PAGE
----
Emerging ports dispute a new strain on Canada-U.S. trade

Canadian officials are trying to head off a looming cargo levy on Canadian ports, as the U.S. Federal Maritime Commission considers complaints that Canada is unfairly subsidizing the diversion of cargo ships away from U.S. ports.

Canada's trade minister in Washington for discussions with U.S. Trade Representative Kirk

International Trade Minister Edward Fast, shown here in a file photo from question period on September 21, is in Washington meeting with U.S. trade officials. (Adrian Wyld/Canadian Press)

Canada's new international trade minister had his first meeting Monday with his American counterpart, but Ed Fast provided few details about what was discussed despite new trade hostilities percolating between the world's two biggest trading partners.

Fast said he had an "excellent" discussion with U.S. Trade Representative Ron Kirk and planned to meet with additional American officials on Tuesday. He wouldn't say who.

"We discussed a broad range of issues," Fast said several times when asked what he and Kirk discussed, "all of which impact upon our trading relationship."

He wouldn't say whether TransCanada's Keystone XL pipeline was among the topics of discussion. The $7-billion pipeline has become a political hot potato for the Obama administration as environmental groups pitch a heated, high-profile battle to convince the U.S. State Department to block the project.

The tight-lipped Fast opened the vault slightly when it came to a recently announced U.S. inquiry into allegations that the Canadian ports of Vancouver and Prince Rupert are unfairly swiping lucrative cargo traffic from American West Coast ports.

The five-member Federal Maritime Commission is holding the inquiry following complaints from American ports that Canada is unfairly subsidizing the diversion of cargo ships away from its U.S. competitors.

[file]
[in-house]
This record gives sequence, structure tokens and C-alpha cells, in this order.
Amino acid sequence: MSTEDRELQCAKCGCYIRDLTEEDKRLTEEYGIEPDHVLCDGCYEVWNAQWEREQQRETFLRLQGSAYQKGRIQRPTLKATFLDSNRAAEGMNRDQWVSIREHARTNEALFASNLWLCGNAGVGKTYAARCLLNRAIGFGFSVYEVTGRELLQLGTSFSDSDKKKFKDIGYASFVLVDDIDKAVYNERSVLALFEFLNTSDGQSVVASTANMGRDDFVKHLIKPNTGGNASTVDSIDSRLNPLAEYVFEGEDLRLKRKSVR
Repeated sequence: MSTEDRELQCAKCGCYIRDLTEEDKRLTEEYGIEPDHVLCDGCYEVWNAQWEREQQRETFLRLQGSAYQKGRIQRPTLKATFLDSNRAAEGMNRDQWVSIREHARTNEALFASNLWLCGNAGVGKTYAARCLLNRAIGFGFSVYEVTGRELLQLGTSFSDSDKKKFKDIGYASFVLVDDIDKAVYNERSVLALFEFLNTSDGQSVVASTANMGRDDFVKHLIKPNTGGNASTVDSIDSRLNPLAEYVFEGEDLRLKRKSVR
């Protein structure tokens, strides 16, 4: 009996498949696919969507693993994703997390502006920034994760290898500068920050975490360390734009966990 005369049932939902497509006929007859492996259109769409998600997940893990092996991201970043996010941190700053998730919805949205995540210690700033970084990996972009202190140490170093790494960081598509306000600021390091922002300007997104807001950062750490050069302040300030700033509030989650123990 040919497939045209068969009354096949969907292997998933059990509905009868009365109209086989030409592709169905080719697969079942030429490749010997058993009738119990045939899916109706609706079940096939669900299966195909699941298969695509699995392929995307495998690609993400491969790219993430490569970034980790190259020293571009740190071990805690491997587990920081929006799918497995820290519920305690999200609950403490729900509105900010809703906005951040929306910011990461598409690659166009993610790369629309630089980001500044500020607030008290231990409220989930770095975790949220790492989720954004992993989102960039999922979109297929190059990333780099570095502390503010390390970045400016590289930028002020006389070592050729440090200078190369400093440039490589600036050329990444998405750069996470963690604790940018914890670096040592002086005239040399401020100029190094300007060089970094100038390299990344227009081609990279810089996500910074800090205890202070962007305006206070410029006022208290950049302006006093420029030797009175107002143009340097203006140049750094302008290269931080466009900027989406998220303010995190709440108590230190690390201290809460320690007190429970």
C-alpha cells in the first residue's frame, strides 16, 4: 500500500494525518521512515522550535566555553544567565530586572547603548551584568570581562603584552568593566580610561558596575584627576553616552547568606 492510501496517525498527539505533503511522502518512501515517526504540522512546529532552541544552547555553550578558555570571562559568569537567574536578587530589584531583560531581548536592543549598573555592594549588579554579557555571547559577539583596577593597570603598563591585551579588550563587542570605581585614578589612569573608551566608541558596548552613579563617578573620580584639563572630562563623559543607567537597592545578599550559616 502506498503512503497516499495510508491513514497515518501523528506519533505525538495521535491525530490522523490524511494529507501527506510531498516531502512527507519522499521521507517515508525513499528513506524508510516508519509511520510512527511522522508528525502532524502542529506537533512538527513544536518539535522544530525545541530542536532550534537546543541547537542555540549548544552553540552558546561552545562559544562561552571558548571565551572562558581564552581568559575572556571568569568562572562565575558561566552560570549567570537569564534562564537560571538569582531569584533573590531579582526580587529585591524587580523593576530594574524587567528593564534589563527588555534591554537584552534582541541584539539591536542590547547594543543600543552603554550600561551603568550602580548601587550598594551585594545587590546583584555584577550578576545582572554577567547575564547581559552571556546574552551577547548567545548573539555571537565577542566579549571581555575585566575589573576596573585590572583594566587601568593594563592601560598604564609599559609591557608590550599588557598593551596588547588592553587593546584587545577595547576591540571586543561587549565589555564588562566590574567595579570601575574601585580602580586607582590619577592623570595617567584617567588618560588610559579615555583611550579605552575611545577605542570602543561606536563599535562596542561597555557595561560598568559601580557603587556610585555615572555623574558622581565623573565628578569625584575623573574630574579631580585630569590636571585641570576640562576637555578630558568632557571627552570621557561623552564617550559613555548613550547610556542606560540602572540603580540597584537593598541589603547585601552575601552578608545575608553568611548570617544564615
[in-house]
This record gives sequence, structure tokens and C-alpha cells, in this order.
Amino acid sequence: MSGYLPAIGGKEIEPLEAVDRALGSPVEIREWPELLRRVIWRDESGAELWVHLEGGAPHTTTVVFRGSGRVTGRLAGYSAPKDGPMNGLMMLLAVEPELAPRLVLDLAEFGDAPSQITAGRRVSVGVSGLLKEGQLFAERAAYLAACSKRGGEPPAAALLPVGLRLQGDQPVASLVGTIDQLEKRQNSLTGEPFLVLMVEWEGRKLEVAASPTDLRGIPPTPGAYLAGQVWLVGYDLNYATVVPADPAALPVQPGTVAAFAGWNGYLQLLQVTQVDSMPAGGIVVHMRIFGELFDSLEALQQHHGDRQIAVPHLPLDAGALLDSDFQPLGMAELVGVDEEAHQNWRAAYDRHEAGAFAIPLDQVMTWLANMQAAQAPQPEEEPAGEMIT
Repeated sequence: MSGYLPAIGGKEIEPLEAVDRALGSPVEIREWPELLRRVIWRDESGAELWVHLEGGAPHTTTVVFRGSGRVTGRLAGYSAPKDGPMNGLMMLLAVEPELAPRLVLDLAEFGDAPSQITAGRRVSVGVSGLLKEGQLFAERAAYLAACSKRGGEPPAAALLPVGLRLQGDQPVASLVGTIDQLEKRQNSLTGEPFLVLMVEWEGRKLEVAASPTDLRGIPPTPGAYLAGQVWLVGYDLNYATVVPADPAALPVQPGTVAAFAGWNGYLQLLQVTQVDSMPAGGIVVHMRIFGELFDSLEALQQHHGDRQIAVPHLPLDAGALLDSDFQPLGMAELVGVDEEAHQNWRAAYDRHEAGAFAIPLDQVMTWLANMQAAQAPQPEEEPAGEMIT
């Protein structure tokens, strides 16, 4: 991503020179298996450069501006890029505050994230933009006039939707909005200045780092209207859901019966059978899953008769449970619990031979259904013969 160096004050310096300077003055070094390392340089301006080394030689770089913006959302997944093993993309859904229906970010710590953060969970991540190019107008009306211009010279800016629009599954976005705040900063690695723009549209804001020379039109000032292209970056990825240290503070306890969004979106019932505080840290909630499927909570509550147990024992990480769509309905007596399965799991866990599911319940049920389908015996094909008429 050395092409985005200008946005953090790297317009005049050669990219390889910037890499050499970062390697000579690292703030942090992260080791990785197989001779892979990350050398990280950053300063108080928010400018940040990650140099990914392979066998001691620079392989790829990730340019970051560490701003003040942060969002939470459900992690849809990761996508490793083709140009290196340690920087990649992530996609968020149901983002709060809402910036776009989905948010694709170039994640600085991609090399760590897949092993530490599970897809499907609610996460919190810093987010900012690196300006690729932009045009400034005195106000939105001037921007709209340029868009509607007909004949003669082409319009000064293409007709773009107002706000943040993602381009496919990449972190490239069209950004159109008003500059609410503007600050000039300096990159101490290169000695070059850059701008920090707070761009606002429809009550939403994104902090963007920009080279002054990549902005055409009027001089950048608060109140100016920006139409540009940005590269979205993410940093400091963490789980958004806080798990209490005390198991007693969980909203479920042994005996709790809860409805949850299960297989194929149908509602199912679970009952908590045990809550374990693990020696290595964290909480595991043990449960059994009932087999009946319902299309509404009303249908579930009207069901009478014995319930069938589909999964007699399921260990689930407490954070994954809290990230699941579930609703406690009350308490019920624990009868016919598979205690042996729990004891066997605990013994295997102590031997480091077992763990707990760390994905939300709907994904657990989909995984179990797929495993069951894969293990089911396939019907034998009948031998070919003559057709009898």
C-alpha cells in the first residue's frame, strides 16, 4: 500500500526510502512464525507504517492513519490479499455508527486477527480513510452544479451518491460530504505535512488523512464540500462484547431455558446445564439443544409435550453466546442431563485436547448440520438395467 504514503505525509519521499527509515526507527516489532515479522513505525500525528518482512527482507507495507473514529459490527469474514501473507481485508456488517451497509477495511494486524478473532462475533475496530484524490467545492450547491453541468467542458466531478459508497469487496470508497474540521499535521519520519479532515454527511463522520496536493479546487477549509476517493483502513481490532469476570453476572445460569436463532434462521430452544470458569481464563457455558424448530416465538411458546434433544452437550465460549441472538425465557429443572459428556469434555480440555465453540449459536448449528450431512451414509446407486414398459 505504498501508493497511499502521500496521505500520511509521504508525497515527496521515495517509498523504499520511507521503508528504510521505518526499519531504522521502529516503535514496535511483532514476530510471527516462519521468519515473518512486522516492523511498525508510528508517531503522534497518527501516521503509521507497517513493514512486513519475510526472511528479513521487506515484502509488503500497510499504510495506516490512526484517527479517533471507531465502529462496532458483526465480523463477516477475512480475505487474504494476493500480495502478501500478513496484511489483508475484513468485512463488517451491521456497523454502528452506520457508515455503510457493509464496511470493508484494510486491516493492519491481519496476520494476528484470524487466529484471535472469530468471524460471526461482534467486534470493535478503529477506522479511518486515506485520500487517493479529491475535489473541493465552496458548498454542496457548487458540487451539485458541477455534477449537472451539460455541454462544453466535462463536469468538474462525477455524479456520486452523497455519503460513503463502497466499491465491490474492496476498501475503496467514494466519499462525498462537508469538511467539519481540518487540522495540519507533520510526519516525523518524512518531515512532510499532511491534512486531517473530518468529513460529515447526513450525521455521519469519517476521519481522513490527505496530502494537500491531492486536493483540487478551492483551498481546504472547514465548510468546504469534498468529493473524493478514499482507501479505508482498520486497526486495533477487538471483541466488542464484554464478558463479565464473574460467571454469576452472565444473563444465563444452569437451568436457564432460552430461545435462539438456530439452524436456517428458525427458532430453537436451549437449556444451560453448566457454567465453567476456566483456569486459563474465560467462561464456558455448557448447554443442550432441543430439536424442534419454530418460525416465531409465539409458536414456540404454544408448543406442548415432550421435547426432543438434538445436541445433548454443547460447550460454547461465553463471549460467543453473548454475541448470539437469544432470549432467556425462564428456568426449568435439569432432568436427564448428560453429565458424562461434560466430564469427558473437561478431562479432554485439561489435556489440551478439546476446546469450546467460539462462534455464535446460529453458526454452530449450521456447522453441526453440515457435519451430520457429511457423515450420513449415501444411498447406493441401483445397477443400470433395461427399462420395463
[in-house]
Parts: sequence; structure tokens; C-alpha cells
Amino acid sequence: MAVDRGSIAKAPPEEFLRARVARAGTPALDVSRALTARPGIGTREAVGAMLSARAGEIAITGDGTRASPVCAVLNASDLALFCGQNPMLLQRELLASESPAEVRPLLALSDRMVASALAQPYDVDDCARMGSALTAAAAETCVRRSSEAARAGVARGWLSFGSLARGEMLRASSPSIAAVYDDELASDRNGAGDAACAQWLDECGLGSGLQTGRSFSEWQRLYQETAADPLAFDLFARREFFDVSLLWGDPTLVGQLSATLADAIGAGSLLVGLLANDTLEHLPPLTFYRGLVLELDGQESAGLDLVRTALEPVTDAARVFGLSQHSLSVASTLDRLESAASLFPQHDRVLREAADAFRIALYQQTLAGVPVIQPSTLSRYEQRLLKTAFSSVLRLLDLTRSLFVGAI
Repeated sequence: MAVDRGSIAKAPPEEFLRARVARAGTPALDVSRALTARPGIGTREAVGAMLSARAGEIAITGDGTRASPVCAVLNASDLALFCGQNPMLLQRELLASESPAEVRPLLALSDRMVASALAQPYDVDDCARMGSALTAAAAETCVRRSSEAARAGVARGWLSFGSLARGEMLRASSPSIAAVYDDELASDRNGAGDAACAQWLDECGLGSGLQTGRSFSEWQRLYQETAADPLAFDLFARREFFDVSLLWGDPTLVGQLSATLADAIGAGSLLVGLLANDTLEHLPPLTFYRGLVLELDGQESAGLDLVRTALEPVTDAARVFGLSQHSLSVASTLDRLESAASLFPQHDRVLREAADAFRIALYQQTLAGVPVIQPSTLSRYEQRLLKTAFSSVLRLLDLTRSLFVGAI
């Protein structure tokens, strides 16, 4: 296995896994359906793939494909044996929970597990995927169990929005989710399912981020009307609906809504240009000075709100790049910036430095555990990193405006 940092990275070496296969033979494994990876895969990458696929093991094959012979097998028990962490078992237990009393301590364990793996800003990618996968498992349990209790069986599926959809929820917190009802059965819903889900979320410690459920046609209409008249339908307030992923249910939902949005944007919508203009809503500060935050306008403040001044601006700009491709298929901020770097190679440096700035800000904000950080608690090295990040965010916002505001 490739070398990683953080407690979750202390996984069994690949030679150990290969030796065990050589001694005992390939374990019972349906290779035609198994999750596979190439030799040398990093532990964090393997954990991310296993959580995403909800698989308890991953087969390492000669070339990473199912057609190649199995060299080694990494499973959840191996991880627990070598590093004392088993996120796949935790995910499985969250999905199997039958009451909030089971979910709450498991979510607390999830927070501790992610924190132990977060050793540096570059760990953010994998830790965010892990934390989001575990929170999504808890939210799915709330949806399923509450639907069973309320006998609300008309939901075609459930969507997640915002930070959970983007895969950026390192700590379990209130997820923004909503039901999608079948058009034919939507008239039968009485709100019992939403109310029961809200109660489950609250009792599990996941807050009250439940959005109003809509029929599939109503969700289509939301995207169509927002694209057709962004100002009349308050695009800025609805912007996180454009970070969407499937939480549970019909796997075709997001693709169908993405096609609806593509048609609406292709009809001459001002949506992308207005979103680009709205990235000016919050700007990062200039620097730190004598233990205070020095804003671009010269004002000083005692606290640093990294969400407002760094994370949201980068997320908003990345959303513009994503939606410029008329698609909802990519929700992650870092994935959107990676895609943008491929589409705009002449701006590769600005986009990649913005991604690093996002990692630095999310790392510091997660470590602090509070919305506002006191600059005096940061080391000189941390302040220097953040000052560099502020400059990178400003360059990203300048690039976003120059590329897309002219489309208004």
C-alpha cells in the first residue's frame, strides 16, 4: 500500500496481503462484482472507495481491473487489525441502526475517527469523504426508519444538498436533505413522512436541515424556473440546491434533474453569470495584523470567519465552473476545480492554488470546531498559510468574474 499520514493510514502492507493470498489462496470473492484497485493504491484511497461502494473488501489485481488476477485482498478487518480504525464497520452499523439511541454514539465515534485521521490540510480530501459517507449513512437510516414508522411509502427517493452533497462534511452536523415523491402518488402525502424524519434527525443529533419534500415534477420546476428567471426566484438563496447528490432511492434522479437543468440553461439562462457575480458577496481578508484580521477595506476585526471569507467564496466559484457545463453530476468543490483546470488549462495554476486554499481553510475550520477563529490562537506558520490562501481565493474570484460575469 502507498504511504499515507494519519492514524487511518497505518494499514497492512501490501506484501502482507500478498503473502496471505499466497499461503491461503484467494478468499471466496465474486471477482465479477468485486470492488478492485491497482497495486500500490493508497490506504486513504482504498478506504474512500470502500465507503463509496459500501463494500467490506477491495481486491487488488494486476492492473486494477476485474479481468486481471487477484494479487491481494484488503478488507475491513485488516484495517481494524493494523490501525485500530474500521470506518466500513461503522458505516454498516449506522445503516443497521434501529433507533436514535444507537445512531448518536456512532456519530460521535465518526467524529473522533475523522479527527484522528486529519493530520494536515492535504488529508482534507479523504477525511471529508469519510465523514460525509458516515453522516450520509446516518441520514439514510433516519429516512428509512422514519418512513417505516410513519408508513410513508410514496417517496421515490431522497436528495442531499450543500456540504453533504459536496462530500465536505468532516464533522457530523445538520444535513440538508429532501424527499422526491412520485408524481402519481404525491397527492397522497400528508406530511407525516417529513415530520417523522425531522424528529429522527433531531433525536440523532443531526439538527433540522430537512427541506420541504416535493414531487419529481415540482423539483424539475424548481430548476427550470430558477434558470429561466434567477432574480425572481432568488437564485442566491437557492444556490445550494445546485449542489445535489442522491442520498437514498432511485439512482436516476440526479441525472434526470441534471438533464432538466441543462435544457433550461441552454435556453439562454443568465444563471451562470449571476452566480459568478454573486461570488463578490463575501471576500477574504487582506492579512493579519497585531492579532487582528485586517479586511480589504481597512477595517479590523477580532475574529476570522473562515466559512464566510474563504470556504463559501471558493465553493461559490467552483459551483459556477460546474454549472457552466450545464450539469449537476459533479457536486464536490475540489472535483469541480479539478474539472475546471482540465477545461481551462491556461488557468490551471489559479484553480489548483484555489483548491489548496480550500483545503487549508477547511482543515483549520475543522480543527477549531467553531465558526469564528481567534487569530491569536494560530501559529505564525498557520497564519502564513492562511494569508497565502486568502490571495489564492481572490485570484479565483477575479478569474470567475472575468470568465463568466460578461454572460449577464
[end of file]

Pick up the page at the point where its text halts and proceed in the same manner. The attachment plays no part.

The agency will deliver its findings to U.S. Congress after it completes the inquiry amid concerns that American lawmakers are mulling over a US$143-per-container levy on cargo entering the United States from B.C. ports as a retaliatory measure.

"Canadian and Mexican ports are free to compete with U.S. ports for U.S. cargo, but they should do so on a playing field that is not artificially tilted by governments' policies," Richard Lidinsky, chairman of the commission, said recently.

Fast said he wasn't meeting with Lidinsky during his D.C. visit, but added he'd been in recent contact with him, including sending a letter that expressed Canadian concerns.

He suggested the U.S. might rethink the harbour tax it charges that makes Canadian West Coast ports a cheaper destination than American ports.

"We do not charge a harbour tax as Americans do; they will obviously have to look at that carefully as they do their inquiry," he said.

"But we will be standing up for Canadians, we will be standing up for Canadian businesses, and we will certainly be standing up for our ports."

Prospects of a cargo levy is just the latest bit of alarming news on the Canada-U.S. trade front.

Protectionist Buy American provisions have been resurrected in U.S. President Barack Obama's $447 billion jobs legislation even as Canada and the U.S. prepare to officially announce a sweeping agreement on border co-operation that will see Canada spend $1 billion for new border facilities and programs.

Senate Democrats are currently attempting to advance the bill piece-by-piece in order to get around congressional Republicans who have vowed to block the legislation.

"It's disappointing to see when new trade barriers are erected," Fast said Monday. "At the same time, we need to place those in perspective and understand that it's absolutely critical for us as a federal government ... to focus on removing trade barriers."

Upcoming meetings with Kirk, Fast said, will be used to "impress upon him time and time again, that these measures that they're trying to implement are not helpful in our trade relationship. In fact they'll hurt both economies."

Fast wouldn't say whether Kirk agreed with him, but suggested signs were positive.

"We generally agreed that removal of trade barriers is a good thing for Canada and the U.S.," he said.

"We may from time to time disagree about what's the best way of achieving that, but as long as we are still talking, we still have discussions and dialogue on these issues, I'm confident that in a year, five years or 10 years from now, the U.S. is still going to be our best trading partner."